You may have a new accounting software in place by this time, but you still have no idea how much cash on hand you actually have. This is important in case of an emergency where the product is needed yesterday. Possibly something breaks that is needed to keep the business actually producing and you don’t even know if you have enough of a “kitty” fund to fix it. If you know at all times what cash you have readily available, you will make sounder decisions about your small business instead of guessing and putting something on credit to keep the business going and getting more in debt. To actually have a clear insight into your cash flow you should at least automate your accounts payable and receivable process. Not only will you have much better control of your finances, but with automation, you’ll put an end to any accounts payable fraud attempts.
8. Be Your Best Bookkeeper
Be your own reminder that you must take stock of your finances on a regular basis. That means that you literally set a date with yourself each month to check the books. Also, this monthly process should become at least a two-hour ritual that is done in exactly the same way each month and you are also checking the same items. This way, nothing ever gets forgotten and surprises you down the road when you least expect an added expenditure or a forgotten debt that is accruing interest.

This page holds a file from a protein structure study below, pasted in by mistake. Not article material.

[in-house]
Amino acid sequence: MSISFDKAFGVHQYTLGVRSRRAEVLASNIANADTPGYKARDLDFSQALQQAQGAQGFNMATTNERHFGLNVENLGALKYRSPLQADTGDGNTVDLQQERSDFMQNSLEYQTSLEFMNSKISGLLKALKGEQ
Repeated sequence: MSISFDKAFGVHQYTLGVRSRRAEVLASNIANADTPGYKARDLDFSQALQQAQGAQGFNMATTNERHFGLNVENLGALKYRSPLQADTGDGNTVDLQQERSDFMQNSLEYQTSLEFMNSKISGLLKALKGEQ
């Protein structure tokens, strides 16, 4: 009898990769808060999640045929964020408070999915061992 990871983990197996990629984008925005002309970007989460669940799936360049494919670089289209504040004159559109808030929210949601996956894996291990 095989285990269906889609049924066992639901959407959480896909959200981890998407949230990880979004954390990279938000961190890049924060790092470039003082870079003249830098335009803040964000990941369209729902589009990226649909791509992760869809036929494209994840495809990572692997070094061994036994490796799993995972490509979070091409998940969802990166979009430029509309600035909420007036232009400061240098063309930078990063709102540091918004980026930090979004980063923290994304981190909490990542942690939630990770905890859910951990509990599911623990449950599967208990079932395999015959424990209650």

9. Set New Goals for the Coming Year (fiscal and annual)
Always tell yourself that with every new year, whether you are looking at a fiscal or annual year, it means devising new goals for the business. The spring is actually the best time to set new goals for the coming year. It is either a fiscal year coming to an end, or it is the halfway point to the end of the annual year. You should look at any outstanding or ongoing debts you have and reassess them; possibly, you can get rid of some extra expenditures that you haven’t used as much as you thought you might use them. Every small bit adds up to big savings over a year’s time.
10. Create a Year-End Scenario
Speaking of the end of the year, create a “vision board” of success for your company for the coming year that literally allows you to visual your goals for being a more thriving small business than you could have even imagined. Maybe this means expansion in a specific area that you see the potential for in the coming year. Always assess your small business from the bottom up every year and design a bigger and better small business than the year before.
Do this along with all the other things that you did to clean up your small business, and you will see your small business come to fruition as the dream company that you had planned for it to be.
Jessica Kane is a professional blogger who writes for Faxage a leading company that provides Internet fax service for individuals and businesses.